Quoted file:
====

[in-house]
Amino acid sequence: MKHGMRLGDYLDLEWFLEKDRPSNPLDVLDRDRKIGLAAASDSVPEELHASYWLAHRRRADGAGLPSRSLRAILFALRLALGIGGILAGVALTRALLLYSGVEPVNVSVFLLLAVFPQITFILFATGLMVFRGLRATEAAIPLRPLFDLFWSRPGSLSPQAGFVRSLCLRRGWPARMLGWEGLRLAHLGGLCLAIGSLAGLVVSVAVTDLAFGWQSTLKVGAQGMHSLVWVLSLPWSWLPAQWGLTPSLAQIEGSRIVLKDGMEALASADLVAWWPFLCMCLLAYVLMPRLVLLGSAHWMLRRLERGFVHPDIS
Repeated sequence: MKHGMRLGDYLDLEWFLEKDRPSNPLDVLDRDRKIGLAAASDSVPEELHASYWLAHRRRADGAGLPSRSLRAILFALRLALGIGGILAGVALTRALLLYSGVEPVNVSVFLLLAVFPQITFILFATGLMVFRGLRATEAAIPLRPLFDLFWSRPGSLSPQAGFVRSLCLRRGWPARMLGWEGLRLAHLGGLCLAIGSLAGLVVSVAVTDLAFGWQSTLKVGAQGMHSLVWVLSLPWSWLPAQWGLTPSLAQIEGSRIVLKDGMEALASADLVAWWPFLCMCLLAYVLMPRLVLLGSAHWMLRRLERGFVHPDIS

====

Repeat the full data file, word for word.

[in-house]
Amino acid sequence: MKHGMRLGDYLDLEWFLEKDRPSNPLDVLDRDRKIGLAAASDSVPEELHASYWLAHRRRADGAGLPSRSLRAILFALRLALGIGGILAGVALTRALLLYSGVEPVNVSVFLLLAVFPQITFILFATGLMVFRGLRATEAAIPLRPLFDLFWSRPGSLSPQAGFVRSLCLRRGWPARMLGWEGLRLAHLGGLCLAIGSLAGLVVSVAVTDLAFGWQSTLKVGAQGMHSLVWVLSLPWSWLPAQWGLTPSLAQIEGSRIVLKDGMEALASADLVAWWPFLCMCLLAYVLMPRLVLLGSAHWMLRRLERGFVHPDIS
Repeated sequence: MKHGMRLGDYLDLEWFLEKDRPSNPLDVLDRDRKIGLAAASDSVPEELHASYWLAHRRRADGAGLPSRSLRAILFALRLALGIGGILAGVALTRALLLYSGVEPVNVSVFLLLAVFPQITFILFATGLMVFRGLRATEAAIPLRPLFDLFWSRPGSLSPQAGFVRSLCLRRGWPARMLGWEGLRLAHLGGLCLAIGSLAGLVVSVAVTDLAFGWQSTLKVGAQGMHSLVWVLSLPWSWLPAQWGLTPSLAQIEGSRIVLKDGMEALASADLVAWWPFLCMCLLAYVLMPRLVLLGSAHWMLRRLERGFVHPDIS